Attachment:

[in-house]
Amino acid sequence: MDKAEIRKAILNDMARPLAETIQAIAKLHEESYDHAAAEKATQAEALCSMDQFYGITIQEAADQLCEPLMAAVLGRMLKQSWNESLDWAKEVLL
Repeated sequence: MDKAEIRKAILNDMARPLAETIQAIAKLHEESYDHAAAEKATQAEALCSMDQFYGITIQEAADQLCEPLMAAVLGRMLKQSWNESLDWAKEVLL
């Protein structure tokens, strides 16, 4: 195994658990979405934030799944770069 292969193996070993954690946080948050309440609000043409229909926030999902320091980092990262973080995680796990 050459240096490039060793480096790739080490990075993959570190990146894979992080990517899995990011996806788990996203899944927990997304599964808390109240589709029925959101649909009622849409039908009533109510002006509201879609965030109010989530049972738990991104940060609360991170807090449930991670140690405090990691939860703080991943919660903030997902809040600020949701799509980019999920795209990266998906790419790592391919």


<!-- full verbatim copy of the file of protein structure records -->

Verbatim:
[in-house]
Amino acid sequence: MDKAEIRKAILNDMARPLAETIQAIAKLHEESYDHAAAEKATQAEALCSMDQFYGITIQEAADQLCEPLMAAVLGRMLKQSWNESLDWAKEVLL
Repeated sequence: MDKAEIRKAILNDMARPLAETIQAIAKLHEESYDHAAAEKATQAEALCSMDQFYGITIQEAADQLCEPLMAAVLGRMLKQSWNESLDWAKEVLL
């Protein structure tokens, strides 16, 4: 195994658990979405934030799944770069 292969193996070993954690946080948050309440609000043409229909926030999902320091980092990262973080995680796990 050459240096490039060793480096790739080490990075993959570190990146894979992080990517899995990011996806788990996203899944927990997304599964808390109240589709029925959101649909009622849409039908009533109510002006509201879609965030109010989530049972738990991104940060609360991170807090449930991670140690405090990691939860703080991943919660903030997902809040600020949701799509980019999920795209990266998906790419790592391919």